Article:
In April 1994, when Claudette Nshimiyimana and her twin sister were only seven, genocidal violence broke out in Rwanda. After a grenade hit their home, the family scattered. Claudette’s mother was able to gather all her children back together, except one.
Their family of seven started a long and perilous journey to a refugee camp in the Democratic Republic of Congo. On the journey, Claudette saw how parents fought for their children: “Papers, jewelry, furniture or televisions weren’t important any longer; it was the children and how to keep them safe and secure that was on the forefront of the parents’ minds.”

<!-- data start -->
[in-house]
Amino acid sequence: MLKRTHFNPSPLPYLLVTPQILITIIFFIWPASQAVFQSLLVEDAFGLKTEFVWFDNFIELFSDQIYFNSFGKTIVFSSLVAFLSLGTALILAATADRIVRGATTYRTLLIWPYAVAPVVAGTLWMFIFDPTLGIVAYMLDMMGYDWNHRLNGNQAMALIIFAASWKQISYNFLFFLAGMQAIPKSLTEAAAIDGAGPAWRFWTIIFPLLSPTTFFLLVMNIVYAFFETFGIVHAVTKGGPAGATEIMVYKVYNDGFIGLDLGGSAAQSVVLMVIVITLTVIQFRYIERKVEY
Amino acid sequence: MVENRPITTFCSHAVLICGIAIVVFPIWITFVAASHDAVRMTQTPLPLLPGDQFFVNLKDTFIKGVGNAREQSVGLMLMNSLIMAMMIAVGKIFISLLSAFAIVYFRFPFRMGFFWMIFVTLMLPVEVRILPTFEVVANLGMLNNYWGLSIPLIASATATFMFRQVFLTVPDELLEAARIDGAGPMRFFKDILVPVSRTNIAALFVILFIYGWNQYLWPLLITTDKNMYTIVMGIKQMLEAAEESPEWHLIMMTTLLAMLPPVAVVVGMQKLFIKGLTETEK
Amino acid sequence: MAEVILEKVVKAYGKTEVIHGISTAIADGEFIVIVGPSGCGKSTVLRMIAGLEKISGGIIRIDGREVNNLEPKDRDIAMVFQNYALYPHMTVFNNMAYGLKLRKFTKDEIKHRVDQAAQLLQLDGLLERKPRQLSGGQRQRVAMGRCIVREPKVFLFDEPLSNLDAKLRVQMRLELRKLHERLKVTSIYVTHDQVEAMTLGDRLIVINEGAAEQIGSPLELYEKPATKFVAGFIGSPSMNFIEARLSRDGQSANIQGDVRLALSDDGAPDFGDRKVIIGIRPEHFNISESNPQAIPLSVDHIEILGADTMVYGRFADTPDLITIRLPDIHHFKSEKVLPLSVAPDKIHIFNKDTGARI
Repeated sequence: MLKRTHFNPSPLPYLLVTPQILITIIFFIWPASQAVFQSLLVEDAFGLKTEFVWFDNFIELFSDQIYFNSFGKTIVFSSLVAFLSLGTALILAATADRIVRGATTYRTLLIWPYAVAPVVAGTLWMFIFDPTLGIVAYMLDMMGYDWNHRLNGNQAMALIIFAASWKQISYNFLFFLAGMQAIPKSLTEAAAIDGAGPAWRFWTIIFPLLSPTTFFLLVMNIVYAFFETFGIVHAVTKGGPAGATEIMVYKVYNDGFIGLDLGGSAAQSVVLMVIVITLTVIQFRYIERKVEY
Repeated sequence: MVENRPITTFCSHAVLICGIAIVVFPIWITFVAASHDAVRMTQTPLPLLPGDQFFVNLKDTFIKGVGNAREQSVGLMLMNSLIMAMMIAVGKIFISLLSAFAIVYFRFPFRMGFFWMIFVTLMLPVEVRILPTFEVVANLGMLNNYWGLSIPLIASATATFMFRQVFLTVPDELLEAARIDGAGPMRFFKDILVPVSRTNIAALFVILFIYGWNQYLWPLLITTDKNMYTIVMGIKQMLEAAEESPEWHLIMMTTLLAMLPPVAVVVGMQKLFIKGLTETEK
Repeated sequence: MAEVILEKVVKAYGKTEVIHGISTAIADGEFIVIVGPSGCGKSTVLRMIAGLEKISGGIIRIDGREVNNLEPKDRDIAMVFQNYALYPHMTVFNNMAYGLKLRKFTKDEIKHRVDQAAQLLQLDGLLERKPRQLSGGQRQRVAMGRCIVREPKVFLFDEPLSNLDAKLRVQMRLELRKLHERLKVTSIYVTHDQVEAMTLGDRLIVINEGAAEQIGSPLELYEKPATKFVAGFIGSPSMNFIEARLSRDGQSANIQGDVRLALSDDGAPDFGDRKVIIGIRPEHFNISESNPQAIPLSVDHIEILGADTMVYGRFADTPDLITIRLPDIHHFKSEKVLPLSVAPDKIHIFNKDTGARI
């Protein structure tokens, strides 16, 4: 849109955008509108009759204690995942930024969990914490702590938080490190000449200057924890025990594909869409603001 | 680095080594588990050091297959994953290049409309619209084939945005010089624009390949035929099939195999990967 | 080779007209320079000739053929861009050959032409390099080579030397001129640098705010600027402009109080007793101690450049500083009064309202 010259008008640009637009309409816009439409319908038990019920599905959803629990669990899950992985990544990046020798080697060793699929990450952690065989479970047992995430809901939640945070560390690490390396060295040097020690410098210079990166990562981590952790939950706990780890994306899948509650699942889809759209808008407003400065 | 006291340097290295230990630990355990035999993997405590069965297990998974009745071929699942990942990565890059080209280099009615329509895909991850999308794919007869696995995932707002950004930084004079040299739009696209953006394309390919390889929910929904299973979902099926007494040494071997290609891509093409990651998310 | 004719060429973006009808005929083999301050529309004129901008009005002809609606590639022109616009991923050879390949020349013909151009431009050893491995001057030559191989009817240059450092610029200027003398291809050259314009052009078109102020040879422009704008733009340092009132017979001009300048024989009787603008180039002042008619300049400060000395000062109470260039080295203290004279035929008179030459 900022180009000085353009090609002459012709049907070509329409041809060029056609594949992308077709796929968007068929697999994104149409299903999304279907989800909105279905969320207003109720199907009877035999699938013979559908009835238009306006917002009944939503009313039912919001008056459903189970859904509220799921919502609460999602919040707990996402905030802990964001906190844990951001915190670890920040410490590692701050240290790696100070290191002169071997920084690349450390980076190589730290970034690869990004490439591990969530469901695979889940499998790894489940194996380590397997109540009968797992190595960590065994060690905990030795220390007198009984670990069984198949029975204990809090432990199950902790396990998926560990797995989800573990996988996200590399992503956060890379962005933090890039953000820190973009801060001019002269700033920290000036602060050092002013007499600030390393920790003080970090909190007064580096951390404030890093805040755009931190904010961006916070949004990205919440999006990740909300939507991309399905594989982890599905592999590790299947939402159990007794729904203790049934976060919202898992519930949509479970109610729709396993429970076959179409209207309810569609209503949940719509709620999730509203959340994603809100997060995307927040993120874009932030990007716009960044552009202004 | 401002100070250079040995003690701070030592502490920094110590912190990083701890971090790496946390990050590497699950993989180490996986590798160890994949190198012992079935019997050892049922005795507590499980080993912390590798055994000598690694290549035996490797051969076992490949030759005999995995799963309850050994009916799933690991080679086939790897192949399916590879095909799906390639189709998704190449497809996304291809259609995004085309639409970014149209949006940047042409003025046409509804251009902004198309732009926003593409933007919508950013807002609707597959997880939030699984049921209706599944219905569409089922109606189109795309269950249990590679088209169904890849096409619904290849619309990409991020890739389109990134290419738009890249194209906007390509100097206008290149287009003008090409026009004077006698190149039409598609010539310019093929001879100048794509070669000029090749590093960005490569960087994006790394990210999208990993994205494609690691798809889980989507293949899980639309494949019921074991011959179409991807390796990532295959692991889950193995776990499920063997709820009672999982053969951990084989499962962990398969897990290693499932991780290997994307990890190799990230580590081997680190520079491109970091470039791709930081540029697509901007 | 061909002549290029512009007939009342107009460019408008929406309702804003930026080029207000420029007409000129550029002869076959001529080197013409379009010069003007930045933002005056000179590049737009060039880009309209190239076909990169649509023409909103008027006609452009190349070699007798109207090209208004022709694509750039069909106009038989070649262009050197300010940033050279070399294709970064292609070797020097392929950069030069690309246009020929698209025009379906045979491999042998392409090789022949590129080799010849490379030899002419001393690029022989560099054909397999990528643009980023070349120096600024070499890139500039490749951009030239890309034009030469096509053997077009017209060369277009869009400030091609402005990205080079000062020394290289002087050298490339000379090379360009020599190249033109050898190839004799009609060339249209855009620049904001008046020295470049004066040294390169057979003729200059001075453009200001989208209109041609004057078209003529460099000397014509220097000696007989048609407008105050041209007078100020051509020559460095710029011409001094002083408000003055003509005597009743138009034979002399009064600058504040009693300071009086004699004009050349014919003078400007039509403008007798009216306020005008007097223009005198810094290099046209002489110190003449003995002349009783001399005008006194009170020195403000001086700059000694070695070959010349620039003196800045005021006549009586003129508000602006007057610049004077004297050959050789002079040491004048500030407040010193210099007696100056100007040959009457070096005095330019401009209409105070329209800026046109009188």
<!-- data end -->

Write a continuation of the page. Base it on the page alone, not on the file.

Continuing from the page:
When they arrived at the camp, the conditions were terrible. “What was most difficult for me at seven years old” Claudette remembers, “was that there was no longer access to an education. I wanted so badly to learn, but it wasn’t possible in the camp.”